Last spring, I helped to organize a local event as part of a national campaign to get people connected to nature. As much as I wanted to share how wonderful the event was, how well attended and rich the experience, until now I was unable to do so because there was a part of the experience that day that pained me, and has since sat like a lump in the back of my throat.
All the time I hear reasons why African-Americans do not engage with the outdoors. From experience, I know it’s not just because of the bugs, or a rustic engagement with nature that can signal a lack of modern-day progress, but sometimes because of the people they may encounter along the way. In some circles, whispers still remain of “strange fruit,” or a fear that bad things happen to black people in the woods.
Many have seen the satire of Blair Underwood, stymied over and over again by the way those he encountered responded dramatically to his unassuming hike in nature. For many black people who find ourselves on a back-country trail as the only person of color for miles around, each Underwood scene, no matter how humorously staged, rings true, and exemplifies the psychological barriers we must push through in order to simply enjoy nature: the nervous or inquisitive stares, questions about what we are doing, or the overly enthusiastic embrace that can leave us feeling like a rare, identified species discovered in the wild.
So I partnered with an organization I respect tremendously to bring youth and their families by bus from the local community to come out for a day of play in nature. Leading up to the event, we deliberately reached out to families who live in poorer communities within a city (like many) divided geographically and socially by class, with many never venturing beyond the ten-square blocks of their own neighborhood, much less into the remote wild that looms perilously in the skyline. In the weeks before the event, we personally invited people at local community meetings, and early-childhood development centers. We obtained the blessing of city park and recreation leadership and also made promotional materials available in a few languages. Our efforts left us feeling hopeful that the event would reflect the true diversity of the community not commonly seen in local nature.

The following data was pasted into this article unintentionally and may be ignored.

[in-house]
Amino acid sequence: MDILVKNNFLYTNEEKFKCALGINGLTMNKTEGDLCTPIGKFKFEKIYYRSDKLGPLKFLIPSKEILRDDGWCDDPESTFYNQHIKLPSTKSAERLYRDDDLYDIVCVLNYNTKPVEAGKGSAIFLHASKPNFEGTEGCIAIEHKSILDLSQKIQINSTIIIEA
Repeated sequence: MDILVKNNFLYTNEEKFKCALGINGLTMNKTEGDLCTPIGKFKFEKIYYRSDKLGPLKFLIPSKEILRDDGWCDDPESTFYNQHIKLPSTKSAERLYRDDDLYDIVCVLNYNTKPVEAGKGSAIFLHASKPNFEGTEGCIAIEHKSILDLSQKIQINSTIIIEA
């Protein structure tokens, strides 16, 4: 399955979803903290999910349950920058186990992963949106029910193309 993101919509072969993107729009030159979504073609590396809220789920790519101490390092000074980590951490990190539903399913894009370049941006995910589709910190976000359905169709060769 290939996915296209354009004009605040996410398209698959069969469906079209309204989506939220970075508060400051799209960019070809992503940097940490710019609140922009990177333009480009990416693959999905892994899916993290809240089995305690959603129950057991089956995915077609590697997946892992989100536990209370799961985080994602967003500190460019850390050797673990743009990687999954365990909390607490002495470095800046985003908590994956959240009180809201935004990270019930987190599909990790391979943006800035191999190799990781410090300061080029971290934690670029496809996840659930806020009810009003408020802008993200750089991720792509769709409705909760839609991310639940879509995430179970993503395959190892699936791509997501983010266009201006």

What began as a diverse group of families exploring nature, many for the first time, was quickly shaken-up by the presence of a nearby and vocal resident, who demanded to know: “What is going on here?”
The concerned resident was visibly upset, struggling to string together words to name her distress. She mentioned that the event came to her attention because she found herself in her car, stuck behind a slowly climbing bus on her way home. She decided to follow it to see where the diesel carrier might go, what it might contain.
She followed the passengers off the bus into the public park, and along the trail leading to the narrow, curved strip of land where the event was staged. There, she found a temporary play space in an impacted clearing, with imported natural materials such as dried bamboo, palm fronds, mounds of dirt, rocks, native plant clippings, and plenty of wet mud. While surveying the new park visitors, she expressed concern about the presence of so many “non-native” species, and said she was troubled by the threat to the local ecology.
Feeling responsible, I stepped in to try to engage her in a discussion about how people can engage with nature in a variety of ways. I tried to discuss cultural relevancy and how the event was a safe, rare invitation for families to discover and begin to build a relationship with the wild spaces right in their home town. I tried to explain how the material would be removed once the play event was over. But as we talked, I saw she was not satisfied with my answers, and became more agitated and resolute. With a sinking feeling, I could see my expressed passion for connecting this community of black and brown folks to the outdoors was very misunderstood.
Without satisfaction from our conversation, the resident said that she needed to speak to someone else because I had an “attitude,” and therefore decided she was going to contact the City Council as well as a national environmental organization to protest the event. Feeling deflated, yet still hopeful for resolution, I led her to my co-organizers and colleagues (all white) who helped to reassure her of the merits of the event and clean-up plans. And I listened nearby with humility, as they were also obliged to vouch for my character.
My own feelings aside, I was actually more worried about who might be overhearing this passionate exchange, and how they might react; Would they feel unwelcomed? Would they ever return to nature again?
The resident was eventually able to calm, and I decided to get present to the gifts all around me. I observed my own giddy kids from afar building forts and fairy houses, the pride of families creating in nature for the first time, many muddy fingers and toes, and relaxed parents (relieved from always having to say “no” to play in their own neighborhoods) finally safe to say “yes.”
Yet it was heartbreaking that the concerned resident could not see past those magic moments and into the future of these youth and their families to become the conservationists our lands and their health so desperately need. She could not see that the seeds of love for self and the planet evolve from connectedness and relationship between land and people, most often through unstructured discovery and play – and that there were no invasive species that day after all.
Here are three short videos that share some of the beauty in nature experienced by all that day: